I received very precise instructions regarding each character's image based on their personalities from the original work (for example, light, darkness, fire, water, and so on). So I didn't really have any trouble creating their styles.

captain_nfnf - When approaching big projects like Hunter x Hunter and Brave 10, what are your biggest concerns?

This is kind of similar to my earlier answer, but the thing I paid the most attention to was simply to not ruin the work's image. For example, when I first took a look at the original work, I got the impression of a historical drama with a punk rock feeling, so I made a conscious decision to use a song that combined rock with a more traditional Japanese flavor. This lined up with my own personal tastes, so I might not have been as concerned about that as other areas...
I guess the other thing I really focused on was how the main character, Saizo, was drawn. The anime focuses on that period of time where Saizo grows to become one of the Braves, so I made sure he wasn't drawn as a flawless hero. Instead, I wanted him to have a number of flaws on display. I thought this would humanize him a little more and make the audience empathize with him. I feel like a flawless hero doesn't have any charm, so maybe that's just how I like to do things.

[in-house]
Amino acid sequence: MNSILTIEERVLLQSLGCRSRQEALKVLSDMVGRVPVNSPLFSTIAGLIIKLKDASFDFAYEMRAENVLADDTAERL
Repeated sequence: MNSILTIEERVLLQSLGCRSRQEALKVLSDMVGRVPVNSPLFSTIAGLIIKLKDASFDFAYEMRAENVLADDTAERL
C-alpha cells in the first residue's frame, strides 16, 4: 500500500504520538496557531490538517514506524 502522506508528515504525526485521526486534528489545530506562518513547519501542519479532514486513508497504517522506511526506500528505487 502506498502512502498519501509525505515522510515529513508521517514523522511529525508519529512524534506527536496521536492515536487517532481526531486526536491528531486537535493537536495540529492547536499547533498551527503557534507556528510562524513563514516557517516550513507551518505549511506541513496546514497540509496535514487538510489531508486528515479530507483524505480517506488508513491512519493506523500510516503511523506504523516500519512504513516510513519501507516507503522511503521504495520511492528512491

phantasyprisma - Since I'm a big fan of the Brave 10 manga, and especially Shimotsuki's works, I noticed there was a difference between the two forms. Was there anything from the manga that you'd love to have added into the anime but couldn't add because of restrictions or time constraints?

The episode on Goemon Ishikawa. Just based on volume, it was already difficult to get all of the 10 Braves together, so I wasn't able to introduce any other characters besides the Braves. I really hope that I get to show them onscreen someday – not just Goemon, but all the characters in that gang were really charming. I also would have liked to show the lolita ninjas. Also, I really wanted to show more of the Braves' everyday lives.

yumikikoharu - Did you watch anime when you were younger and did it influence the way you work on these anime?

Just like our general viewing audience, I did watch a lot of anime myself. One show I especially loved was "Adventures of Gamba." But I don't think that's necessarily reflected in my own work. The thing that really influenced me when it comes to animation is stage performances more than anime. Sometimes the habits I learned when I was trying to become a stage director come out, and so people often tell me that my work isn't especially anime-like.

jdondo34 - When working with a larger casts, how do you balance the storyline and its progression while still developing characters and evoking a connection with the audience?

What I really try to be careful of is not to get too greedy. If you just keep on drawing everything you want here and there and wherever, the story collapses, especially if it's a high-volume show. Each character has their own fans, so I am sorry that I can't give them all the same amount of screen time, but the way I find balance is to try and decide on the main axis, and then develop all the characters around that axis. I try my best, but sometimes we just can't balance their screen time. But even if we can't change that fact, that doesn't mean we can't bring out each character's charms in other ways.